Sir Philip Pullman has a surprising tip for aspiring writers
A TV adaptation of His Dark Materials is about to air on BBC One.
Sir Philip Pullman has some surprising words of advice for budding authors – stop planning.
A TV adaptation of the bestselling author’s His Dark Materials trilogy is about to air on BBC One.
The writer, 73, told Radio Times magazine: “Whenever I hear that schoolchildren are told to plan their stories before they write them I want to burst into the classroom and shout ‘No! Story first, plan later.’
“Write into the darkness, discover what happens as your characters do, be surprised and shocked or delighted with them.
“When you’ve got a long and untidy story with bits leading nowhere or sticking out all over the place, then it becomes interesting to make a plan for it, and help it find the best shape.”
Sir Philip’s His Dark Materials series was published between 1995 and 2000 and introduced Lyra Silvertongue as a spirited 12-year-old and her daemon, the fictional beings in the fantasy series.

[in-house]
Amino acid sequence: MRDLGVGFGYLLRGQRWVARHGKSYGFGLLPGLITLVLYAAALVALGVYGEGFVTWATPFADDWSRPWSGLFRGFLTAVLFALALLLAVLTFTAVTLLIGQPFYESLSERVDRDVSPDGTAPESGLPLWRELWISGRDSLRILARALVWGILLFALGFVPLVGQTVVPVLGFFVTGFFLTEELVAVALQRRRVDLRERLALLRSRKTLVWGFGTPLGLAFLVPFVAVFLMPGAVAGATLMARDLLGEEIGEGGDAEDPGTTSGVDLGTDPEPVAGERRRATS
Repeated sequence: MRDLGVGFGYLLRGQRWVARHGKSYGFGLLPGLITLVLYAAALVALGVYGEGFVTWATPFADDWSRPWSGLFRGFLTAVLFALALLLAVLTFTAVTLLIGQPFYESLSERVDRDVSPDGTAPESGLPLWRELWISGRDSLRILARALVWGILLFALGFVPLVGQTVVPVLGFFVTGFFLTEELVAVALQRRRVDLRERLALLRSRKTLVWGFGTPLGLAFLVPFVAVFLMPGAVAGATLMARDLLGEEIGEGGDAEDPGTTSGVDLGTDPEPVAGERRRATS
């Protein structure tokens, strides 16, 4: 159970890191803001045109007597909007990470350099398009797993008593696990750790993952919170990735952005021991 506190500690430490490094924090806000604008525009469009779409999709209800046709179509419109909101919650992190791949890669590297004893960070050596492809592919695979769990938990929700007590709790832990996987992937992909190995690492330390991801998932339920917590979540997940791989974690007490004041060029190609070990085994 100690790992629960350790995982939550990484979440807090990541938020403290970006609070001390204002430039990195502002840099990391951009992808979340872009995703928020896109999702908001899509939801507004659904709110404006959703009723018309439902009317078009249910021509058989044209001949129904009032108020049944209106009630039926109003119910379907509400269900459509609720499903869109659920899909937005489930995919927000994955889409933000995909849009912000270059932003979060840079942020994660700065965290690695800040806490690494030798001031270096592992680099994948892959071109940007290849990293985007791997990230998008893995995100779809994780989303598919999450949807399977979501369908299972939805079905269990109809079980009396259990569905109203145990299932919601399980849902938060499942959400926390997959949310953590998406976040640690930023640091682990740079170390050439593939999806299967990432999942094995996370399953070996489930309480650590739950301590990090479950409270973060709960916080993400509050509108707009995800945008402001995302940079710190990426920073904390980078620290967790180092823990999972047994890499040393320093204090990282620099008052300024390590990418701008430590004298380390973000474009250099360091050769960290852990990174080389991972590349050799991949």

“I didn’t know that Lyra had a daemon until he turned up in that first sentence,” the author said.
“I’d written the opening of the story at least 15 times and I couldn’t make it work, because Lyra was on her own as she went into that room where she wasn’t supposed to go. She had no-one to talk to. But with her very own daemon, suddenly it worked. I could never have planned that.”
“That the story appeals to adults, too, is something else I didn’t plan, but I’m lucky it happened.”
His latest novel, The Secret Commonwealth, features heroine Lyra as an adult for the first time.
A TV adaptation of His Dark Materials is about to air, starring Dafne Keen, James McAvoy, Ruth Wilson and Lin-Manuel Miranda.
“One thing that a lot of people have said is that the latest CGI will make it possible for the daemons to look more real than ever. It probably will,” Sir Philip said.
But he added: “A puppet on a stick would work, if there was proper work for it to do, story work. If all the daemons do is look cute, then they’re not necessary at all.”
The full interview is in this week’s Radio Times magazine.